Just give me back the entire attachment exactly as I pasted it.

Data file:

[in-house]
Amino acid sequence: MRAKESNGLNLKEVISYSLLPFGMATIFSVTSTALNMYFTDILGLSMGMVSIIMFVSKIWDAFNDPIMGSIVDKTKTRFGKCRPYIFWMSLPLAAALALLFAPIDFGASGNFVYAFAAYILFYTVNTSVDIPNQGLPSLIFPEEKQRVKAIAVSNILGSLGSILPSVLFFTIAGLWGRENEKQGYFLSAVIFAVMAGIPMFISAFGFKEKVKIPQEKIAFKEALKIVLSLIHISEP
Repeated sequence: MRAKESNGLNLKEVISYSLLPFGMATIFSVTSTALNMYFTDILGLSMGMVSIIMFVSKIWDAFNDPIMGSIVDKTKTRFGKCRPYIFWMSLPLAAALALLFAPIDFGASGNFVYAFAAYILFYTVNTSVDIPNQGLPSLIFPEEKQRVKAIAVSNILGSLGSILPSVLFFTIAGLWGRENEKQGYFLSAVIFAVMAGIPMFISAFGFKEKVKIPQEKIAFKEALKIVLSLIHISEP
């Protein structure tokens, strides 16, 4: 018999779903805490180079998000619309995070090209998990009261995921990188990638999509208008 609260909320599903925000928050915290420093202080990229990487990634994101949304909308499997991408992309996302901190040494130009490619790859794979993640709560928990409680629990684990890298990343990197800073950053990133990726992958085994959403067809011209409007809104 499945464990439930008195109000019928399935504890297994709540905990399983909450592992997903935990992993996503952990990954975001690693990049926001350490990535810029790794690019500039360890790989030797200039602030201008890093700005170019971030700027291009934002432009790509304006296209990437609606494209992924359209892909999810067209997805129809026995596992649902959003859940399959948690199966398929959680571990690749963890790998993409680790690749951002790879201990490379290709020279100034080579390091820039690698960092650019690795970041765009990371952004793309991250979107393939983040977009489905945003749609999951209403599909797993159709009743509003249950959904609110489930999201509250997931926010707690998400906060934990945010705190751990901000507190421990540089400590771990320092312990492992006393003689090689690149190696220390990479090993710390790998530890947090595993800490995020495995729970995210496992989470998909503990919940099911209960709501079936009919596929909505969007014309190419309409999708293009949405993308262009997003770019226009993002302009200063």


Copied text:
[in-house]
Amino acid sequence: MRAKESNGLNLKEVISYSLLPFGMATIFSVTSTALNMYFTDILGLSMGMVSIIMFVSKIWDAFNDPIMGSIVDKTKTRFGKCRPYIFWMSLPLAAALALLFAPIDFGASGNFVYAFAAYILFYTVNTSVDIPNQGLPSLIFPEEKQRVKAIAVSNILGSLGSILPSVLFFTIAGLWGRENEKQGYFLSAVIFAVMAGIPMFISAFGFKEKVKIPQEKIAFKEALKIVLSLIHISEP
Repeated sequence: MRAKESNGLNLKEVISYSLLPFGMATIFSVTSTALNMYFTDILGLSMGMVSIIMFVSKIWDAFNDPIMGSIVDKTKTRFGKCRPYIFWMSLPLAAALALLFAPIDFGASGNFVYAFAAYILFYTVNTSVDIPNQGLPSLIFPEEKQRVKAIAVSNILGSLGSILPSVLFFTIAGLWGRENEKQGYFLSAVIFAVMAGIPMFISAFGFKEKVKIPQEKIAFKEALKIVLSLIHISEP
């Protein structure tokens, strides 16, 4: 018999779903805490180079998000619309995070090209998990009261995921990188990638999509208008 609260909320599903925000928050915290420093202080990229990487990634994101949304909308499997991408992309996302901190040494130009490619790859794979993640709560928990409680629990684990890298990343990197800073950053990133990726992958085994959403067809011209409007809104 499945464990439930008195109000019928399935504890297994709540905990399983909450592992997903935990992993996503952990990954975001690693990049926001350490990535810029790794690019500039360890790989030797200039602030201008890093700005170019971030700027291009934002432009790509304006296209990437609606494209992924359209892909999810067209997805129809026995596992649902959003859940399959948690199966398929959680571990690749963890790998993409680790690749951002790879201990490379290709020279100034080579390091820039690698960092650019690795970041765009990371952004793309991250979107393939983040977009489905945003749609999951209403599909797993159709009743509003249950959904609110489930999201509250997931926010707690998400906060934990945010705190751990901000507190421990540089400590771990320092312990492992006393003689090689690149190696220390990479090993710390790998530890947090595993800490995020495995729970995210496992989470998909503990919940099911209960709501079936009919596929909505969007014309190419309409999708293009949405993308262009997003770019226009993002302009200063």